Unless it hurts your feelings to unconditionally break out of a for-loop,

      that is.

      Peter

      #5; Wed, 26 Dec 2007 23:55:00 GMT
    • Peter Otten wrote:

      > >>> lines = iter("abc")

      > >>> for first in lines:

      > ... print first

      > ... break

      > ...

      > a

      > >>> for line in lines:

      > ... print line

      > ...

      > b

      > c

      > Unless it hurts your feelings to unconditionally break out of a for-loop,

      > that is.

      How about:

      >>> lines = iter("abc")

      >>> first = lines.next()

      >>> print first

      a

      >>> for line in lines:

      ... print line

      ...

      b

      c

      Would hurt less feeling I presume.

      Gerrit.

      --

      Weather in Twenthe, Netherlands 08/10 11:25:

      11.0°C Few clouds mostly cloudy wind 0.9 m/s None (57 m above NAP)

      --

      In the councils of government, we must guard against the acquisition of

      unwarranted influence, whether sought or unsought, by the

      military-industrial complex. The potential for the disastrous rise of

      misplaced power exists and will persist.

      -Dwight David Eisenhower, January 17, 1961

      #6; Wed, 26 Dec 2007 23:56:00 GMT
    • Jeremy Jones <zanesdad.python.todaysummary.com.bellsouth.net> wrote:

      ...

      > > This is well in line with the normal Python idiom,

      > > as compared to "look before you leap".

      > > Andrew

      > > dalke.python.todaysummary.com.dalkescientific.com

      > So, what you're saying is that the Python way, in contradistinction to

      > "look before you leap", is "land in it, then wipe it off?" Can we get

      > that in the Zen of Python? :-)

      The "normal Python idiom" is often called, in honor and memory of

      Admiral Grace Murray-Hopper (arguably the most significant woman in the

      history of programming languages to this time), "it's Easier to Ask

      Forgiveness than Permission" (EAFP, vs the LBYL alternative). This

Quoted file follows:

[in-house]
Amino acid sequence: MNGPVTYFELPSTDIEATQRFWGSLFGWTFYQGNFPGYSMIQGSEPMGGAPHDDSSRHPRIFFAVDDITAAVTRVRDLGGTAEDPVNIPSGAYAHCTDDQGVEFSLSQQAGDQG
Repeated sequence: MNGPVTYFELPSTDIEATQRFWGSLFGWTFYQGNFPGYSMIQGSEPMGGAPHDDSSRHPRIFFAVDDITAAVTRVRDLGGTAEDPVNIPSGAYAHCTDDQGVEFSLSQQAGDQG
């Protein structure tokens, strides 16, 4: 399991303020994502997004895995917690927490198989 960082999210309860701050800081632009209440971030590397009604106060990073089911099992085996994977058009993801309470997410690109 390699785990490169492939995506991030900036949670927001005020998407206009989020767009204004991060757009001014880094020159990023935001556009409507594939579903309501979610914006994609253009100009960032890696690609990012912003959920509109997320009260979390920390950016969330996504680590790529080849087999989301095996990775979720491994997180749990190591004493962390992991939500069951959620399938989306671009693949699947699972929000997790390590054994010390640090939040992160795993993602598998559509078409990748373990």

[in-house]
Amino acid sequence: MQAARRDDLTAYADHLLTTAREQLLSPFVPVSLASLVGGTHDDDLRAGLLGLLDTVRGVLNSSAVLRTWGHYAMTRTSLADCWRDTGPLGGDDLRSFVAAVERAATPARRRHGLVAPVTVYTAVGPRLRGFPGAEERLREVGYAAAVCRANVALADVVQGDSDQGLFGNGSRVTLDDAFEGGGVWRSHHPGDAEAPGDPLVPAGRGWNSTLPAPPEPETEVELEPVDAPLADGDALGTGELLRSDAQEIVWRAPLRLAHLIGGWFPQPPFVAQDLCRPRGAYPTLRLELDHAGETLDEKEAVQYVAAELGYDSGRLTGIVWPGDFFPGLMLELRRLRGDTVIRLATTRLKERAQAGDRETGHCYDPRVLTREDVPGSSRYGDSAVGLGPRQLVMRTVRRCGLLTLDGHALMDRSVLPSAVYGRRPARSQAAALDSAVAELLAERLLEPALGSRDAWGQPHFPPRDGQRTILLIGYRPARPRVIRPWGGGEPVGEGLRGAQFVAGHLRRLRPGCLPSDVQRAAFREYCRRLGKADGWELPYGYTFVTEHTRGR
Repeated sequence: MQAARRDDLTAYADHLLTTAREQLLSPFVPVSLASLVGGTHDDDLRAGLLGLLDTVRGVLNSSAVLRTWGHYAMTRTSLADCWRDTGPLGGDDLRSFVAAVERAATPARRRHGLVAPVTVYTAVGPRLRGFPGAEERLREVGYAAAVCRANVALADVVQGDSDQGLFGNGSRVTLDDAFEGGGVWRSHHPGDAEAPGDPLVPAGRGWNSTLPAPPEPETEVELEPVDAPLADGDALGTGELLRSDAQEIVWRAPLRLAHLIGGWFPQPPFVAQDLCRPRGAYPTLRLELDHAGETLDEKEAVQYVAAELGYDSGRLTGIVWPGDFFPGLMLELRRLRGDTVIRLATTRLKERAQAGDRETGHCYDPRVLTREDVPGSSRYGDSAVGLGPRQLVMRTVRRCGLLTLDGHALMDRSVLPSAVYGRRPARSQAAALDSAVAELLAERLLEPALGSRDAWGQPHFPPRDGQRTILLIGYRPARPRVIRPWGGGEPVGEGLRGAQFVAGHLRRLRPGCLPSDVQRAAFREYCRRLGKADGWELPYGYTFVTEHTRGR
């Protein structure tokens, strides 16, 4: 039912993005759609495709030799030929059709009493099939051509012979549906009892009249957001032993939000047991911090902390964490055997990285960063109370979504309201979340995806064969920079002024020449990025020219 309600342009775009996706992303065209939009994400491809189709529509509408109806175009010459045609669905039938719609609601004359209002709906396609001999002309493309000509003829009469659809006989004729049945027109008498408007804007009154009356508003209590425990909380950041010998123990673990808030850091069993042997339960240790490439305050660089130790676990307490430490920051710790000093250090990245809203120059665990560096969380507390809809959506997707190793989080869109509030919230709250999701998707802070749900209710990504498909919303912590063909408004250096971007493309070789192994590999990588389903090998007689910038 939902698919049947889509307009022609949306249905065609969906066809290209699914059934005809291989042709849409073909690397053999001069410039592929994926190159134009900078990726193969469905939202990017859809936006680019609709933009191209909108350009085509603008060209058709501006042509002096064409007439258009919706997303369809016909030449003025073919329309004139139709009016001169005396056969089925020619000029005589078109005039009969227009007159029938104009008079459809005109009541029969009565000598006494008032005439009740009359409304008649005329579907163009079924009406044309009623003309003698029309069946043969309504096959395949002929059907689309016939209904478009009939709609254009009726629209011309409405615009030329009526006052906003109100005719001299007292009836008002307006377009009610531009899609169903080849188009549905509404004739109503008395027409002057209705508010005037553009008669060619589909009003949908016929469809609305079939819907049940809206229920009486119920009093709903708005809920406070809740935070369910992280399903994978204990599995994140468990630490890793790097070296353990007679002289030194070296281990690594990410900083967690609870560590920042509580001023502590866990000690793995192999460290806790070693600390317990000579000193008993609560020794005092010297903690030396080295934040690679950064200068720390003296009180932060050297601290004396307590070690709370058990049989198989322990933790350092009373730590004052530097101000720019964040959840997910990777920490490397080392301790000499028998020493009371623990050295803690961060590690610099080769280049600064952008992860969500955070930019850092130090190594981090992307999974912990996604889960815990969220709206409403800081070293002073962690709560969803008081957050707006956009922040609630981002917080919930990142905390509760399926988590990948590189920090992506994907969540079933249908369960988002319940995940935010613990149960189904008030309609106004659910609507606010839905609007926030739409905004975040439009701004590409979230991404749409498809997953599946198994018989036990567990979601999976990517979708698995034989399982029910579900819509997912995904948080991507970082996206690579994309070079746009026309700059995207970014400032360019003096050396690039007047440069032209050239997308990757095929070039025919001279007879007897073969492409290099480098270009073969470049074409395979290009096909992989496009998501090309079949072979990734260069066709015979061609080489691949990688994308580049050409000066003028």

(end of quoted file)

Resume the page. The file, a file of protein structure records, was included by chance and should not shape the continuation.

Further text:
motto has been attributed to many, but Ms Hopper was undoubtedly the

      first one to use it reportedly and in our field.

      In the general case, trying to ascertain that an operation will succeed

      before attempting the operation has many problems. Often you end up

      repeating the same steps between the ascertaining and the actual usage,

      which offends the "Once and Only Once" principle as well as slowing

      things down. Sometimes you cannot ensure that the ascertaining and the

      operating pertain to exactly the same thing -- the world can have

      changed in-between, or the code might present subtle differences between

      the two cases.

      In contrast, if a failed attempt can be guaranteed to not alter

      persistent state and only result in an easily catchable exception, EAFP

      can better deliver on its name. In terms of your analogy, there's

      nothing to "wipe off" -- if the leap "misfires", no damage is done.

      Alex

      #7; Wed, 26 Dec 2007 23:57:00 GMT
    • Egbert Bouwman <egbert.list.python.todaysummary.com.hccnet.nl> wrote:

      > A file is too large to fit into memory.

      > The first line must receive a special treatment, because

      > it contains information about how to handle the rest of the file.

      > Of course it is not difficult to test if you are reading the first line

      > or another one, but it hurts my feelings to do a test which by definition

      > succeeds at the first record, and never afterwards.

      option 1, the one I would use:

      thefile = open('somehugefile.txt')

      first_line = thefile.next()

      deal_with_first(first_line)

      for line in thefile:

      deal_with_other(line)

      this requires Python 2.3 or better, so that thefile IS-AN iterator; in

      2.2, get an iterator with foo=iter(thefile) and use .next and for on

      that (better still, upgrade!).

      option 2, not unreasonable (not repeating the open & calls...):

      first_line = thefile.readline()

      for line in thefile: ...

      option 3, a bit cutesy:

      for first_line in thefile: break

      for line in thefile: ...

      (again, in 2.2 you'll need some foo=iter(thefile)).

      I'm sure there are others, but 3 is at least 2 too many already,

      so...;-)

      Alex

      #8; Wed, 26 Dec 2007 23:58:00 GMT
    • Gerrit wrote:

      >>>> first = lines.next()

      [as opposed to 'for first in lines: break']

      > Would hurt less feeling I presume.

      >>> iter("").next()

      Traceback (most recent call last):

      File "<stdin>", line 1, in ?

      StopIteration

      I feel a little uneasy with that ...unless I'm sure I want to deal with the

      StopIteration elsewhere.

      Looking at it from another angle, the initial for-loop ist just a peculiar

      way to deal with an empty iterable. So the best (i. e. clear, robust and

      general) approach is probably

      items = iter(...)

      try:

      first = items.next()

      except StopIteration:

      # deal with empty iterator, e. g.:

      raise ValueError("need at least one item")

      else:

      # process remaining data

      part of which is indeed your suggestion.

      Peter

      #9; Wed, 26 Dec 2007 23:59:00 GMT
    • > >>> lines = iter("abc")